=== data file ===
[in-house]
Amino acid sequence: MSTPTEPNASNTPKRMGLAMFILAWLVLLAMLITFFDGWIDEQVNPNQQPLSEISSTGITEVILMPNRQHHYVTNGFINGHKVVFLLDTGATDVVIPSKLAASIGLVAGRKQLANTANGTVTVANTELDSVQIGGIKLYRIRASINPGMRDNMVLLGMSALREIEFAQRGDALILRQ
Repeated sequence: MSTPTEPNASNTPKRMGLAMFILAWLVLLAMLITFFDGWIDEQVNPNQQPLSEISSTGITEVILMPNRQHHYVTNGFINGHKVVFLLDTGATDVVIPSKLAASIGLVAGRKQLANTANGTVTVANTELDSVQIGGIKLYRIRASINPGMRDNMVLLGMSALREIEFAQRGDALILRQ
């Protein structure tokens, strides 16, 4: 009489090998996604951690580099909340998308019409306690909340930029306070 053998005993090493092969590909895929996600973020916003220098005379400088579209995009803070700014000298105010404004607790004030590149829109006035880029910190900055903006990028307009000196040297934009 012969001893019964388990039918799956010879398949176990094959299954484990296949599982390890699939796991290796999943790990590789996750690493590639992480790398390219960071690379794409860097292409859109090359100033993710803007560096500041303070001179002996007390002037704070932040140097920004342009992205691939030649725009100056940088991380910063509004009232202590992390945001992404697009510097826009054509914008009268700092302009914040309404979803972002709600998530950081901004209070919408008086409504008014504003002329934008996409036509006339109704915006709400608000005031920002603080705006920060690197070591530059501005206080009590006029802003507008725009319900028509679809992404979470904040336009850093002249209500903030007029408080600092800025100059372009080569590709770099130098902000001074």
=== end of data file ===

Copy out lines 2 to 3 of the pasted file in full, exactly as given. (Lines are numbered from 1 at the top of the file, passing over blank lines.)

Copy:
Amino acid sequence: MSTPTEPNASNTPKRMGLAMFILAWLVLLAMLITFFDGWIDEQVNPNQQPLSEISSTGITEVILMPNRQHHYVTNGFINGHKVVFLLDTGATDVVIPSKLAASIGLVAGRKQLANTANGTVTVANTELDSVQIGGIKLYRIRASINPGMRDNMVLLGMSALREIEFAQRGDALILRQ
Repeated sequence: MSTPTEPNASNTPKRMGLAMFILAWLVLLAMLITFFDGWIDEQVNPNQQPLSEISSTGITEVILMPNRQHHYVTNGFINGHKVVFLLDTGATDVVIPSKLAASIGLVAGRKQLANTANGTVTVANTELDSVQIGGIKLYRIRASINPGMRDNMVLLGMSALREIEFAQRGDALILRQ